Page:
BMW X3 vs. Mercedes-Benz GLC300

By

Contributing Editor

A veteran auto journalist and editor of Tirekicking Today, Jim has contributed countless reviews and articles to such publications as autoMedia, New Car Test Drive, and Kelley Blue Book, as well as J.D. Power, cars.com, Consumer Guide, and the Chicago Tribune. He began by writing about antique/classic cars and how-to tasks, before turning to new and used vehicles. Most of his 30 published books have dealt with auto history, along with six children’s titles. His most recent book is the Tirekicking Used Car Buyer’s Guide.


, Contributing Editor - March 17, 2016

As its model designation suggests, the sporty compact X3 fits right between BMW’s X1 and X5 crossover SUVs. Made in South Carolina, the graceful X3 is a fitting choice for smaller families. First introduced for 2004, the X3 was redesigned for 2011. Like many in this league, the X3 is meant for highway driving more than rugged off-road ventures. BMW’s iDrive controller was upgraded in 2015, adding a touchpad, and more active-safety features became optional.

New for the 2016 model year, the GLC300 replaces the previous GLK-Class, occupying the larger end of the crowded compact luxury-crossover category. While the departed GLK was square and angular in profile, the new GLC-Class is a lot rounder, created with softer and sleeker edges. Structurally related to C-Class sedans, the GLC300 has standard fatigue alert and frontal-collision warning.

See a side-by-side comparison of the X3 & GLC300 »

What the BMW X3 Gets Right

Comfortable and capable, as well as pleasantly luxurious, BMW’s X3 stands at or near the pinnacle of the luxury-crossover category in just about every way. Carlike ride and handling qualities are just the beginning. Three engines are available: a 2-liter turbocharged four-cylinder in the rear-drive sDrive28i and xDrive28i (all-wheel drive); 3-liter turbo six-cylinder in the xDrive35i; and 2-liter turbodiesel in the xDrive28d. Each drives an eight-speed automatic transmission.

With the six-cylinder engine, an X3 can reach 60 mph in a brisk 5.3 seconds. Fuel economy, as expected, is best in the diesel: an estimated 27 mpg city/34 mpg highway. With either rear- or all-wheel drive, the 240-horsepower 2-liter version gets a 21/28 mpg (city/highway) estimate, while the six-cylinder model manages 19/27 mpg. Cabin detailing is appealing, but BMW’s stop/start system is not.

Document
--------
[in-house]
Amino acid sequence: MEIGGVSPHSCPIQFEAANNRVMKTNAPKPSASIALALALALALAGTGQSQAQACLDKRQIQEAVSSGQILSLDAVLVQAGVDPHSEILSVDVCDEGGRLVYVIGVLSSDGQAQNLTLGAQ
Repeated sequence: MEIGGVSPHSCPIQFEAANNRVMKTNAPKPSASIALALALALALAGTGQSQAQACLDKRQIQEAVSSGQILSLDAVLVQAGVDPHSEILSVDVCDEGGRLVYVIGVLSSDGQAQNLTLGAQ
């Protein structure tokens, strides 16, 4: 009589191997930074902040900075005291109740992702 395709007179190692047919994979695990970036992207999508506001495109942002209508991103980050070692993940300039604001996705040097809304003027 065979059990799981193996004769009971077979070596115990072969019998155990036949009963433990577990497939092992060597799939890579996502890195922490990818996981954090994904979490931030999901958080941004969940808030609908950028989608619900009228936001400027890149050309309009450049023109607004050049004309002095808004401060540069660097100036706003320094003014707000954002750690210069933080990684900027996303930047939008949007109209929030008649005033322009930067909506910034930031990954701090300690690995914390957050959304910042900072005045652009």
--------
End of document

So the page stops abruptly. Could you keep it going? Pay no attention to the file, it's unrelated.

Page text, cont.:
What the Mercedes-Benz GLC300 Gets Right

Available with either rear-wheel drive or 4Matic all-wheel drive, the GLC300 gets a nine-speed automatic transmission. Its turbocharged 2-liter four-cylinder engine develops 241 horsepower and 273 pound-feet of torque. As a fuel-saving measure, Eco mode permits extended coasting. Fuel economy is about average, EPA-estimated at 22 mpg in city driving and 28 mpg on the highway. All-wheel drive drops the city figures to 21 mpg.

The GLK’s chiseled look is gone. Differences between that model and the new GLC reach beyond the visual, starting with a wheelbase that’s grown by nearly 5 inches. That increase adds back-seat legroom, plus a larger cargo floor. Up front is a clean-looking dashboard, within an attractive and quiet cabin.

Does BMW’s midlevel crossover have what it takes to overcome new Mercedes-Benz?

On the market for a dozen years, the X3 is one of the sportiest examples in this class, augmented by a choice of engines.

Our Verdict: BMW X3

Tempting as the GLC300 is, BMW is still the one to beat in this busy premium category—though we’re not happy with the harshness of the stop/start system.

Take a closer look at the BMW X3 »

Take a closer look at the Mercedes-Benz GLC300 »

Side-by-side comparison of features, pricing, photos and more!

, Contributing Editor

A veteran auto journalist and editor of Tirekicking Today, Jim has contributed countless reviews and articles to such publications as autoMedia, New Car Test Drive, and Kelley Blue Book, as well as J.D. Power, cars.com, Consumer Guide, and the Chicago Tribune. He began by writing about antique/classic cars and how-to tasks, before turning to new and used vehicles. Most of his 30 published books have dealt with auto history, along with six children’s titles. His most recent book is the Tirekicking Used Car Buyer’s Guide.